One of my favorite indie books of all time was The League of Extraordinary Gentlemen, especially the first two volumes. Deconstructing other people’s characters was nothing new for Alan Moore, but usually he stuck to comic book characters like Marvelman and Batman. With The League he ventured into new territory, and, for my money, he created one of the most interesting and different mythologies in all of comics.
That being said, I completely understand why many people do not list The League of Extraordinary Gentlemen among their favorite works by Moore. It is dense, really dense, and after the first two volumes it becomes almost impossible to read without either a deep and developed knowledge of British pop culture and classical literary heroes, or a guidebook like the one I had to use to read The Black Dossier.
Since The League of Extraordinary Gentlemen was published, I have read and seen a lot of attempts to do a similar thing to what Moore did, bringing together classic heroes to tell new stories in an interconnected universe. As a child who often had He-Man and the Teenage Mutant Ninja Turtles help G.I. Joe wage war against the combined forces of Cobra, the Decepticons, and my little brother, that kind of story just speaks to me. Some have been done really well, while others, like the LXG film, have not fared as well.
Still, I do love seeing how authors can play with this concept, and so when I read the blurb for this weeks book, Seven Swords from Aftershock Comics, I was already excited to see where it was going to go. Does it live up to the hype? Is it worth adding to your pull? Let’s check it out and see!
Here’s the blurb: A weary and jaded D’Artagnan is drawn into a final conflict with the wicked Cardinal Richelieu, whose ruthless quest for power has led him to the supernatural. But the Last Musketeer can’t defeat these infernal enemies alone.
To save the world, he’ll need to join forces with seven iconic swashbuckling heroes: Don Juan, Captain Blood, Cyrano de Bergerac, to name a few. SEVEN SWORDS, who must overcome their host of differences and work together if they have any hope of thwarting Richelieu’s diabolical plans.
From writer EVAN DAUGHERTY (writer of films such as Snow White and the Huntsman,
Divergent and Teenage Mutant Ninja Turtles) and illustrator Riccardo Latina comes high
adventure with a cutting edge!
There is so much that I love about this first issue of Seven Swords. For one thing, getting fighting correct on the page is already a challenge for a lot of artists, getting swordplay correct is often time even more challenging. That being said, Latina does a fantastic job with it, and Seven Swords has an old school, high adventure feel that is sadly lacking from a lot of other comics on the shelves.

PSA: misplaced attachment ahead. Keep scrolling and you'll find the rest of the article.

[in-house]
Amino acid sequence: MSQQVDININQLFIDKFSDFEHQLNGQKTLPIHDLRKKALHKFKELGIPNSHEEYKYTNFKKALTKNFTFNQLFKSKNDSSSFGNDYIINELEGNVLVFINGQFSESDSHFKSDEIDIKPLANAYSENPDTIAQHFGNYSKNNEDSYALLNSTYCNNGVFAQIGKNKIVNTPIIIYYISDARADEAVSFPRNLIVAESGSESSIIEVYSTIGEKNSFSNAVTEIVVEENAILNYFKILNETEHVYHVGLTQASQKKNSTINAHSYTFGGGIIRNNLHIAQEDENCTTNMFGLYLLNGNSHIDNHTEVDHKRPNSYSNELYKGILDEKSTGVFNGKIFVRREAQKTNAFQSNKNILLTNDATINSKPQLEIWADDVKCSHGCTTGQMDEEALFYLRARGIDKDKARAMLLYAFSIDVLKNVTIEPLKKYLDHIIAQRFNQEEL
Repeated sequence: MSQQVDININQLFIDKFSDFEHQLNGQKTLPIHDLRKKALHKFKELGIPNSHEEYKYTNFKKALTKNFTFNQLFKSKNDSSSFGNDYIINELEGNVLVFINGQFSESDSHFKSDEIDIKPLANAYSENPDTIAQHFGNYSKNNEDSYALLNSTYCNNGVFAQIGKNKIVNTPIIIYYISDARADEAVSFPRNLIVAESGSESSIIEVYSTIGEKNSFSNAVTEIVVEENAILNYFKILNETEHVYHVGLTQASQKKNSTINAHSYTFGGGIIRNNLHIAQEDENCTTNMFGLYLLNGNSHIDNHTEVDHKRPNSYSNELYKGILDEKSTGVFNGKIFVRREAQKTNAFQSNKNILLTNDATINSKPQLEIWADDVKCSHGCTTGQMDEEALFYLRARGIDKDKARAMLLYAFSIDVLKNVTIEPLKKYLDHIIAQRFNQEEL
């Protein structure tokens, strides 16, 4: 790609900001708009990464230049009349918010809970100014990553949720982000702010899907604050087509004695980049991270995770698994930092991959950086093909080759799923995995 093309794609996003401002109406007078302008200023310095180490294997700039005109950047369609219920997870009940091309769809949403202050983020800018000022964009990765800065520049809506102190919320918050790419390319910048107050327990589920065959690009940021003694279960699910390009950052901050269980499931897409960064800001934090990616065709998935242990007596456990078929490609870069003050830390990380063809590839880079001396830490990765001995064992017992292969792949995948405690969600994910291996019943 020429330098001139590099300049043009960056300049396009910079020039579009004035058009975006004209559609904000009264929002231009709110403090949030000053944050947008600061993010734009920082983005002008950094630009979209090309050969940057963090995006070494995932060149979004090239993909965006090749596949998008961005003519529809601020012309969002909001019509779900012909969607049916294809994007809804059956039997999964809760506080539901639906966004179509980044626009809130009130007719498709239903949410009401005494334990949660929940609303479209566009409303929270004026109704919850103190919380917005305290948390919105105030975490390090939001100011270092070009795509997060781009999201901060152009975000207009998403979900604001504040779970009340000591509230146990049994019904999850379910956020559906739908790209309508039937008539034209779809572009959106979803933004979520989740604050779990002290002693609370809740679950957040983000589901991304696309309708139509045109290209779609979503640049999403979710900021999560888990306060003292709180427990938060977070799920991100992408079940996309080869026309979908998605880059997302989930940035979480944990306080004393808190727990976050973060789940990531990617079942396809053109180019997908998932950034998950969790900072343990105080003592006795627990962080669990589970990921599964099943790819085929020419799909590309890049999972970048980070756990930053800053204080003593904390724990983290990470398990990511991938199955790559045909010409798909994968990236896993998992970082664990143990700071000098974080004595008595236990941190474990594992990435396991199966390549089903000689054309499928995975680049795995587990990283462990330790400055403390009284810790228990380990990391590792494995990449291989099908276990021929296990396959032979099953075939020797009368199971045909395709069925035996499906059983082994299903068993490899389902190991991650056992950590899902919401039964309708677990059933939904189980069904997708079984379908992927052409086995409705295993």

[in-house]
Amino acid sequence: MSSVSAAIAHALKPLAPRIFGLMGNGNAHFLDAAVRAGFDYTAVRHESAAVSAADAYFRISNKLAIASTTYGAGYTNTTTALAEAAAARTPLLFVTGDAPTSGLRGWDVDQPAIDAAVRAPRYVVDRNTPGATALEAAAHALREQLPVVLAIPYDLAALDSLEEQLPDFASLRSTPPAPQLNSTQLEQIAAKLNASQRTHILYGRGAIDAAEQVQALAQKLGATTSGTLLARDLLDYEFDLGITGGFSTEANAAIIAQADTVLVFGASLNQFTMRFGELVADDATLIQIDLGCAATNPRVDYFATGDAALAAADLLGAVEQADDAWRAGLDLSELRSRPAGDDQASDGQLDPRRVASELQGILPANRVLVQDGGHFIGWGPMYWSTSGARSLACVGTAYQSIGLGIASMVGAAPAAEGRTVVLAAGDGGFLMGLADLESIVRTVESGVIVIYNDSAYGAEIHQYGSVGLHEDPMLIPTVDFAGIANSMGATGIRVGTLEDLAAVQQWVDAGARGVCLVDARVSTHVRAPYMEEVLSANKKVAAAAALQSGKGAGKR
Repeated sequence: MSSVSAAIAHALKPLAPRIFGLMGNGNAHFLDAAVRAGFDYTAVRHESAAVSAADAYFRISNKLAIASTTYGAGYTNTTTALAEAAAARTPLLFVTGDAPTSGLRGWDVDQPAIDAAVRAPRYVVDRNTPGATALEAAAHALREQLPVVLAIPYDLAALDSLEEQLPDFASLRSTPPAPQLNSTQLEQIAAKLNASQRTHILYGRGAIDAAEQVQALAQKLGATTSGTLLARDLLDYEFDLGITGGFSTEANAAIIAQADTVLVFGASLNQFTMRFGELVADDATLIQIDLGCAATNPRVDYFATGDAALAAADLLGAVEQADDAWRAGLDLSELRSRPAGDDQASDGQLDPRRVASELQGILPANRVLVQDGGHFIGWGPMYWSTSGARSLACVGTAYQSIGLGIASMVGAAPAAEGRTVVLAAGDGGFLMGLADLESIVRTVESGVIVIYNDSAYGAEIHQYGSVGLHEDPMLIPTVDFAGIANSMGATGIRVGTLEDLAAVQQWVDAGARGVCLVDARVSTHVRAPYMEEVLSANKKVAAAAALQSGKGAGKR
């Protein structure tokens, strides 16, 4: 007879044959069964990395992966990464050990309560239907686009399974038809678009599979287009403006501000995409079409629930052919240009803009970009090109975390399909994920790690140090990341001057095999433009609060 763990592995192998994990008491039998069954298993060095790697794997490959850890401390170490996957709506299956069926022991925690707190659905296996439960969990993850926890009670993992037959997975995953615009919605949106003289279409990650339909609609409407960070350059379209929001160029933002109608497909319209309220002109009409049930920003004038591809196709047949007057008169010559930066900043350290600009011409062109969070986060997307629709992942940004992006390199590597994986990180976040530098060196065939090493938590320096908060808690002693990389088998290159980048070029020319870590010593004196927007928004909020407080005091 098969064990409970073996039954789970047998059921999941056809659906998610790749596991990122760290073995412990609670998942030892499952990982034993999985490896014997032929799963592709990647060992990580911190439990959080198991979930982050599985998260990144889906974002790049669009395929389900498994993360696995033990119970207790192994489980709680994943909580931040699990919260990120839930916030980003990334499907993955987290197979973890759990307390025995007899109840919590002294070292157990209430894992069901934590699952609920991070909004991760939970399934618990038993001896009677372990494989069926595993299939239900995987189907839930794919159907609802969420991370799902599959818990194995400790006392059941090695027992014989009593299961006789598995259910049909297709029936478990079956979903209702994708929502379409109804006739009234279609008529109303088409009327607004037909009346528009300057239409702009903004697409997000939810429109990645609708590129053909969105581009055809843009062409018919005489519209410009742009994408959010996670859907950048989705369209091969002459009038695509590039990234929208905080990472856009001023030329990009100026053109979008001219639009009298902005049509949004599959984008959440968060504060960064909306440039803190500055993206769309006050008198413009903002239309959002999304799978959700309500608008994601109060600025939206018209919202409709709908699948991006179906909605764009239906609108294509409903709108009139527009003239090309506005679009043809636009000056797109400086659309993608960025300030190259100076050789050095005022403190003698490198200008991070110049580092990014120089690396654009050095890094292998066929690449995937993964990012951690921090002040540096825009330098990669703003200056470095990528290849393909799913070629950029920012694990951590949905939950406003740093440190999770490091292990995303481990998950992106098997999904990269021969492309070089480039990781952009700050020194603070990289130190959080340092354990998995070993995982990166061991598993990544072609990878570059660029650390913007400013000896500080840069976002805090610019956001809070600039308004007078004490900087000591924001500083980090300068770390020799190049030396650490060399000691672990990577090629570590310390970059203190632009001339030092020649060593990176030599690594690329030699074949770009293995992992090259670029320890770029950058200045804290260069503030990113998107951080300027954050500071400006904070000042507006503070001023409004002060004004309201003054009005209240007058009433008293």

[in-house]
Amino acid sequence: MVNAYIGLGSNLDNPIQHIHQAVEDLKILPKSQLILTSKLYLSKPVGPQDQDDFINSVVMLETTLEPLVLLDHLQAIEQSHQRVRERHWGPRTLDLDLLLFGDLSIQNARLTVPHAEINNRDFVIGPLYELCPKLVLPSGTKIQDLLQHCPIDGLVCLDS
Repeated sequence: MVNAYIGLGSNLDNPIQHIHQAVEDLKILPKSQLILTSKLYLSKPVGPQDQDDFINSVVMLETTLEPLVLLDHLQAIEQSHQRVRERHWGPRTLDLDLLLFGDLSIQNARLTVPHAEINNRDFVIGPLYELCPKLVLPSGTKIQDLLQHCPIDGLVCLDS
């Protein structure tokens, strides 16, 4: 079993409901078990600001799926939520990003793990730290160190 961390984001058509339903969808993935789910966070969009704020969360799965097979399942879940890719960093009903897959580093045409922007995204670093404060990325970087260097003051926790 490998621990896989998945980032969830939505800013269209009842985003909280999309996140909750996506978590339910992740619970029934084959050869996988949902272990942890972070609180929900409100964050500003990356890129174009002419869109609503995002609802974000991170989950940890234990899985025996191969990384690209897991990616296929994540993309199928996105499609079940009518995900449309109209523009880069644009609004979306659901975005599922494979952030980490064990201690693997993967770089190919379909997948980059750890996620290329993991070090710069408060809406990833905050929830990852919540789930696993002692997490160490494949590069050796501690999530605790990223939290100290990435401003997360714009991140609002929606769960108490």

In addition to the art, the story of Seven Swords itself is beautifully paced. I’m not super familiar with all of the characters involved in this story from the works they were taken from, but at no point did I feel like I was lost or confused by the characters or their motivations. This may sound like I am damning it with faint praise, but the characters are introduced well, their choices make sense, and the story moves quickly in an interesting and natural way. That’s honestly really hard to do for a lot of comic book writers, and for Daugherty, who is not normally a comic book writer, it’s really impressive to see.
Seven Swords also doesn’t feel the need to bury you with characters. By the end of issue one we have met a few of the 7, but not all of them, and that’s a good thing. This first issue could have been a muddled rush to introduce all of the characters and their back stories, but instead it smartly focuses on one character, D’Artagnan, and lets the majority of the story unfold through his eyes, with occasional cut aways to other characters soon to be involved. We get glimpses that pique interest, but don’t distract us from the main plot.
And that plot, in true Three Musketeer style, is one of revenge. Our hero is out to avenge his fallen brethren, but knows he can’t do it alone, so he, along with a mysterious woman named Catalina, whom I believe may be Catalina de Erauso (and if you don’t know who that is you should totally google it, because she lived a fascinating life and is a perfect fit for this story) set off to gather others to their cause.
Sex, violence, sword play, history mixed with fiction, this story ticks a lot of my boxes for high adventure, and scratches that team up itch that I’d had for a long time. If you didn’t snag issue one of Seven Swords this week, make sure you swing back through your local shop and snag a copy. You’ll be glad you did.